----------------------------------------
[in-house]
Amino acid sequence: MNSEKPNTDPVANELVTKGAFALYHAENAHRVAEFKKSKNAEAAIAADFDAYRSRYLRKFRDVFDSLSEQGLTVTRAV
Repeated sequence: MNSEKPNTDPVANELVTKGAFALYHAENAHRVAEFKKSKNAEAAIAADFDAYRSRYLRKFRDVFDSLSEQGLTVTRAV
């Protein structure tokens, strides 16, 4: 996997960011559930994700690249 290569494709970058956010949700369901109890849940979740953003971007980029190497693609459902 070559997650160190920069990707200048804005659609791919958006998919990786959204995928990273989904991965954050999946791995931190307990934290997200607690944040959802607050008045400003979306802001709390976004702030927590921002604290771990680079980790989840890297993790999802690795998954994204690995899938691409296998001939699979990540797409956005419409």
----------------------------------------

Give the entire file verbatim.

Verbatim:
[in-house]
Amino acid sequence: MNSEKPNTDPVANELVTKGAFALYHAENAHRVAEFKKSKNAEAAIAADFDAYRSRYLRKFRDVFDSLSEQGLTVTRAV
Repeated sequence: MNSEKPNTDPVANELVTKGAFALYHAENAHRVAEFKKSKNAEAAIAADFDAYRSRYLRKFRDVFDSLSEQGLTVTRAV
């Protein structure tokens, strides 16, 4: 996997960011559930994700690249 290569494709970058956010949700369901109890849940979740953003971007980029190497693609459902 070559997650160190920069990707200048804005659609791919958006998919990786959204995928990273989904991965954050999946791995931190307990934290997200607690944040959802607050008045400003979306802001709390976004702030927590921002604290771990680079980790989840890297993790999802690795998954994204690995899938691409296998001939699979990540797409956005419409």